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Moth, I Shall Be

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Why is it that when I see purple I automatically associate it with NYU instead of Barney or whatever freshman associate it with? I would say it’s because I’m an overachiever who can’t help herself when she gets reminded of leaving her home and her family to go to college. Others would argue it’s because I’m a crazy woman whose insanity has turned into color-blindness. If I were a teenager who took everything as a jab and a knife in my ear maybe it would offend me, but my superiority complex has too much of a strong foundation for that.
Everyone thinks rudeness stems from jealousy. My peers have told me on multiple occasions that they think I would rather be a normal girl than the workaholic I’ve grown to be. First, I make it clear to them that I’m the normal one and they’re the clichés. Then I tell them how it is. My ‘workaholism’ is stemmed not from jealousy or to fill a social or domestic void I have in my soul but it comes from the hatred I have for their popular butts. They haven’t had to work a day in their life and suddenly they’re better than me. If society had labeled me as a gorgeous cheerleader the minute I walked in the door I would’ve put them in line and said, ‘I refuse to be the robots programmed by the deformed minds of the students who are refusing to be anything more than social butterflies. I enjoy being a social moth so a moth I shall be!’ All in all, I can’t wait to be out of here.
One of the hardest parts is getting my parents to cooperate. I’m their youngest child and they’re sick of supporting children. I couldn’t help being born but hey, I’m to blame. My father works day and night while my mom claims to do the same, although I come home to find her napping daily. I love the two of them, I’d just love them more if they made dinner every once in awhile. I knew college would be trouble in freshman year when I brought up the idea of NYU. They said, “Wow, that’s expensive. Good luck.”
I knew I would have to handle it. I joined newspaper, started a literary magazine and entered every contest I could get my hands on. I won an Ipad once. I couldn’t really put that on my application though. I didn’t have room. That National Honors Society takes up some space. I didn’t expect to get a full scholarship, but I did expect to get on the New York Times Bestsellers list before my college career was over. Maybe not the best thing to depend on but it was probable. It physically hurt to apply to other schools. The only thing I had to make me laugh was the brochure the University of Las Vegas wasted on me. I was accepted to Temple with a full ride. I cried when I got it. It made me feel impressive. For the first time in my life something confirmed my belief that I had potential. That day I went to my room and cried into my pillow with the widest smile on my face. If my parents weren’t going to give me paddles the wind would sail me towards success.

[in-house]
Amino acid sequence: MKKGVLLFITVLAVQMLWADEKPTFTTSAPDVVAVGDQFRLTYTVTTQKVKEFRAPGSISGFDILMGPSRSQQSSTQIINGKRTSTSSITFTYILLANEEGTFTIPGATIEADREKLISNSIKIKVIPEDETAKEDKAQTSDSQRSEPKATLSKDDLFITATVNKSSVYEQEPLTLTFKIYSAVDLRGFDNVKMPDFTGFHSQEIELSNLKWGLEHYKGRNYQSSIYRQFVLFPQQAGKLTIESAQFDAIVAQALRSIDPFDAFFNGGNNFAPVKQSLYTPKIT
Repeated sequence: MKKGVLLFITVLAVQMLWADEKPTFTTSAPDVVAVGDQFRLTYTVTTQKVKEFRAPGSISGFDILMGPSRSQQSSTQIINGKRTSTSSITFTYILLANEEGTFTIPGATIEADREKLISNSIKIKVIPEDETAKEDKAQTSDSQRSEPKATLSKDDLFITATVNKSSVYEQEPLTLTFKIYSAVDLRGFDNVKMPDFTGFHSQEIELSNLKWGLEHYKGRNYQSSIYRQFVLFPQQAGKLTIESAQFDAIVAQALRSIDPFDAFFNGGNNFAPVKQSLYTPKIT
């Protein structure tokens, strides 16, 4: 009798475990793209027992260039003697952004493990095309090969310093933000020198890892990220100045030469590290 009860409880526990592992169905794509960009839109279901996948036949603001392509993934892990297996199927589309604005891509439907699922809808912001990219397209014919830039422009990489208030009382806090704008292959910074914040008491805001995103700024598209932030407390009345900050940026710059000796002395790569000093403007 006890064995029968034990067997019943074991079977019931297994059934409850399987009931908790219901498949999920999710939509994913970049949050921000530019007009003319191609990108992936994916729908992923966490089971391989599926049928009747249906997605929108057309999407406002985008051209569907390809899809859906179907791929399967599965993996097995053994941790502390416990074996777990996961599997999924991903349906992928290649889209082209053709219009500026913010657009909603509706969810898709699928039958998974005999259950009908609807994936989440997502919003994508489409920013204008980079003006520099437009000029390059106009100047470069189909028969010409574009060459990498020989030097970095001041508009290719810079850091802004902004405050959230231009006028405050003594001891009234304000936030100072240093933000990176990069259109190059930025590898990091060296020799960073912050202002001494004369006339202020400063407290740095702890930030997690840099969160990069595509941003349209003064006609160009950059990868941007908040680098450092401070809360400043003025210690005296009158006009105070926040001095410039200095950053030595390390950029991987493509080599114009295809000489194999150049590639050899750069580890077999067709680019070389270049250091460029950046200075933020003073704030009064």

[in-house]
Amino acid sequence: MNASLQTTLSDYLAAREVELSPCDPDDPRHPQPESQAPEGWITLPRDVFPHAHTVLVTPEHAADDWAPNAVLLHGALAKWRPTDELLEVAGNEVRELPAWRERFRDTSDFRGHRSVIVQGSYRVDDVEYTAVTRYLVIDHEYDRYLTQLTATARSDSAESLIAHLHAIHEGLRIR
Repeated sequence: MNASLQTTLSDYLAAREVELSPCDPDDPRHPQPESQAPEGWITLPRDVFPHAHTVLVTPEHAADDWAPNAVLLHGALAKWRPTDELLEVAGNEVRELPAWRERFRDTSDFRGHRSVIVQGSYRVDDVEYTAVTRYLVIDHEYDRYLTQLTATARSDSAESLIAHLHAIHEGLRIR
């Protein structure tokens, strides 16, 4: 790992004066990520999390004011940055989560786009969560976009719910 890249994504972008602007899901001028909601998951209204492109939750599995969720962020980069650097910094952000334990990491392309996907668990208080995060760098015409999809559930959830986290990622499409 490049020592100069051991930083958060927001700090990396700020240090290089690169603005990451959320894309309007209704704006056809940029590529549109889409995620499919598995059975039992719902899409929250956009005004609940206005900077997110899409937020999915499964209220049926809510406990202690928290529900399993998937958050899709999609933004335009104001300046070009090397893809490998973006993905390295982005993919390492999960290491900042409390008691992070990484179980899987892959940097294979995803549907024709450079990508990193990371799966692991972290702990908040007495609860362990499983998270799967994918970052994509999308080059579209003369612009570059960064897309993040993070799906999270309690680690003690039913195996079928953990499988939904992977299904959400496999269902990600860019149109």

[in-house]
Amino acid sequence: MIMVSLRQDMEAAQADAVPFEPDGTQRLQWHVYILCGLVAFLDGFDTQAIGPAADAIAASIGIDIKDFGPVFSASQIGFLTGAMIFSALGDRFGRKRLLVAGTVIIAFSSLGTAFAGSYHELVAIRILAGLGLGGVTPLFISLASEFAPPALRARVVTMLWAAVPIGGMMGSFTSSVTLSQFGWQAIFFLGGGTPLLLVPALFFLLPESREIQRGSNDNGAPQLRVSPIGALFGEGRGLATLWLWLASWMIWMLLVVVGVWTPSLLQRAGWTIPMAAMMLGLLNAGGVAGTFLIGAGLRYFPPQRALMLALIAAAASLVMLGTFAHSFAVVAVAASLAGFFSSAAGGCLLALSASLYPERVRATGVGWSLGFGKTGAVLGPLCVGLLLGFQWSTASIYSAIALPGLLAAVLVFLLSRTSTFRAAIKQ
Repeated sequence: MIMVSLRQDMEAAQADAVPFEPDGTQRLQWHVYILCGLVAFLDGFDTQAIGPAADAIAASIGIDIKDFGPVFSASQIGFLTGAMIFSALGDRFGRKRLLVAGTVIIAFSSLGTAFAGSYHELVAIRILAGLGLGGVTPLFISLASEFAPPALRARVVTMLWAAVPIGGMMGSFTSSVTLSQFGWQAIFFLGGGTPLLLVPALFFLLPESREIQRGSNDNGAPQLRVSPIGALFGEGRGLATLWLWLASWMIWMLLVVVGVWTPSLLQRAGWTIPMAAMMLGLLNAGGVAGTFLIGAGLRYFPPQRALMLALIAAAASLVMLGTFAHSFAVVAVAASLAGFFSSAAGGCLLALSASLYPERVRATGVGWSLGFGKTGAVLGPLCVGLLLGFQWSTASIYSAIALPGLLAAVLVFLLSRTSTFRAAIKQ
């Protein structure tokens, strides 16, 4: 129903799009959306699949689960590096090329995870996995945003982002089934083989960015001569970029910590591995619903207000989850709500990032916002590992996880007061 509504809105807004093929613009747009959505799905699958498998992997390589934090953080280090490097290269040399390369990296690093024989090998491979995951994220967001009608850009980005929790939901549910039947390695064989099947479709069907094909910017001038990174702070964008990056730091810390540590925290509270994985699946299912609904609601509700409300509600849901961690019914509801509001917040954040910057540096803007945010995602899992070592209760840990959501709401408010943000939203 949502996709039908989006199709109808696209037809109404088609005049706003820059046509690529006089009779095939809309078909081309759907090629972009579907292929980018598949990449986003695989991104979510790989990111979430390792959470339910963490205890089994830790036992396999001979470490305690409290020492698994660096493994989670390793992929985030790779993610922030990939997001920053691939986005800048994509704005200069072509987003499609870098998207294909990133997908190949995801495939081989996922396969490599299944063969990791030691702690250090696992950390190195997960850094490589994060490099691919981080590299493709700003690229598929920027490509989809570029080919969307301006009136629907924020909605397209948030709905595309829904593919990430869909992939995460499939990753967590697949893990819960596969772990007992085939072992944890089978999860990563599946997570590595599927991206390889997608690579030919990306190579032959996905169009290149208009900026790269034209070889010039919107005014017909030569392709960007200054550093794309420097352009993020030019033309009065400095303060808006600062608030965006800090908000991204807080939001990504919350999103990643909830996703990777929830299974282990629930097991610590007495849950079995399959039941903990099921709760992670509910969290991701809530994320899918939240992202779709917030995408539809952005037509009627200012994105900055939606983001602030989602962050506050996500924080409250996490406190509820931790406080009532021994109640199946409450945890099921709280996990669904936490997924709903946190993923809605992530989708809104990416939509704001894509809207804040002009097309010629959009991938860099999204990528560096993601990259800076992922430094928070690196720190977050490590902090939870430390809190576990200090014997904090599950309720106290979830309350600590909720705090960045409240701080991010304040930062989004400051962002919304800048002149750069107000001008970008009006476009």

I’d been having dreams as a future NYU student for months. Every night I close my eyes knowing I’m going to fade into a world where I’m handing in an essay I just wrote about life in a small town full of preps and pretentious high schoolers. I picture myself dancing with Ellen before answering questions about my inspirations. If only I could skip a couple years.
Like I was saying, I see purple. There’s a purple envelope sticking out of my mailbox. I know what that means. I know what it could mean. This was in many dreams. What if I didn’t get in? What if they told me I was too late? What if I got a major papercut while opening the envelope and died? I opened the mailbox and saw it was from NYU and was most definitely addressed to me. I took it out and started peeling away at the flap holding my future from revealing itself. By the time the envelope was open my heart was racing like Lance Armstrong, double the steroids.
I looked up from the envelope. I figured this was a moment I’d remember for the rest of my life. A moment I would tell me kids. Instead of looking at my future I was looking at my past. I spent the last four years of my life waiting for this moment. I was sure this was what I wanted. I was sure my fellow students would be happy to have me far away in the big bad city. I was sure my parents wouldn’t care much. I took out the paper. The first words were,
‘We are...’
I closed my eyes. Could I really look at this? Could I just throw this whole town away and leave my parents behind? What would I do around peers that respected literature and were equally as talented as me? Could I survive? I told myself I was strong. I lived through 18 years of settling. I’ve lived through 18 years of living in a place where paper was primarily used to make faulty airplanes. I took one more deep breath and opened my eyes.
‘happy to congratulate you on your acceptance to New York University.’




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